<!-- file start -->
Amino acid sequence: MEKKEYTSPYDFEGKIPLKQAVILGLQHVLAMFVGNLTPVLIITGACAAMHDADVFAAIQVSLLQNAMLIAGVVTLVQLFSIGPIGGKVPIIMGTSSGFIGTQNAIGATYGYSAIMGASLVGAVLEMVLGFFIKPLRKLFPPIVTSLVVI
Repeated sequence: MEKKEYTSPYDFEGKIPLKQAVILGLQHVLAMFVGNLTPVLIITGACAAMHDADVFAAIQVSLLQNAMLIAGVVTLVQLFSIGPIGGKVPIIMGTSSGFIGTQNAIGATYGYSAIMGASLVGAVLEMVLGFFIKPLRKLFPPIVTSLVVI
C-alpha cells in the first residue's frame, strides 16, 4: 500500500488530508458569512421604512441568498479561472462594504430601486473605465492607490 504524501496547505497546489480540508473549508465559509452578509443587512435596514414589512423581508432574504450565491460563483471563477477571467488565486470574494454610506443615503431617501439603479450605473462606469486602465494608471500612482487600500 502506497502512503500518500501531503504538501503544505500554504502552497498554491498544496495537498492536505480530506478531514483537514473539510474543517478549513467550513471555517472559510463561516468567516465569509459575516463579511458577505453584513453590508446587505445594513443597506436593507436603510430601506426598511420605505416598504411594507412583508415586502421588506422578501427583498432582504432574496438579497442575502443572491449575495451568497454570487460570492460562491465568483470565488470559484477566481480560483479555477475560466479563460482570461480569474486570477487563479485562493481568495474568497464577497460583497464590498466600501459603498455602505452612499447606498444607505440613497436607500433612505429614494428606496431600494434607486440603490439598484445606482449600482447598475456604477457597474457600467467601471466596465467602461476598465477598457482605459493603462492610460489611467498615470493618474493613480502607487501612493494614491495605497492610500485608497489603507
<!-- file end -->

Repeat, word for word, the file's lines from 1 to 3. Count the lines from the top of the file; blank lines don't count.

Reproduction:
Amino acid sequence: MEKKEYTSPYDFEGKIPLKQAVILGLQHVLAMFVGNLTPVLIITGACAAMHDADVFAAIQVSLLQNAMLIAGVVTLVQLFSIGPIGGKVPIIMGTSSGFIGTQNAIGATYGYSAIMGASLVGAVLEMVLGFFIKPLRKLFPPIVTSLVVI
Repeated sequence: MEKKEYTSPYDFEGKIPLKQAVILGLQHVLAMFVGNLTPVLIITGACAAMHDADVFAAIQVSLLQNAMLIAGVVTLVQLFSIGPIGGKVPIIMGTSSGFIGTQNAIGATYGYSAIMGASLVGAVLEMVLGFFIKPLRKLFPPIVTSLVVI
C-alpha cells in the first residue's frame, strides 16, 4: 500500500488530508458569512421604512441568498479561472462594504430601486473605465492607490 504524501496547505497546489480540508473549508465559509452578509443587512435596514414589512423581508432574504450565491460563483471563477477571467488565486470574494454610506443615503431617501439603479450605473462606469486602465494608471500612482487600500 502506497502512503500518500501531503504538501503544505500554504502552497498554491498544496495537498492536505480530506478531514483537514473539510474543517478549513467550513471555517472559510463561516468567516465569509459575516463579511458577505453584513453590508446587505445594513443597506436593507436603510430601506426598511420605505416598504411594507412583508415586502421588506422578501427583498432582504432574496438579497442575502443572491449575495451568497454570487460570492460562491465568483470565488470559484477566481480560483479555477475560466479563460482570461480569474486570477487563479485562493481568495474568497464577497460583497464590498466600501459603498455602505452612499447606498444607505440613497436607500433612505429614494428606496431600494434607486440603490439598484445606482449600482447598475456604477457597474457600467467601471466596465467602461476598465477598457482605459493603462492610460489611467498615470493618474493613480502607487501612493494614491495605497492610500485608497489603507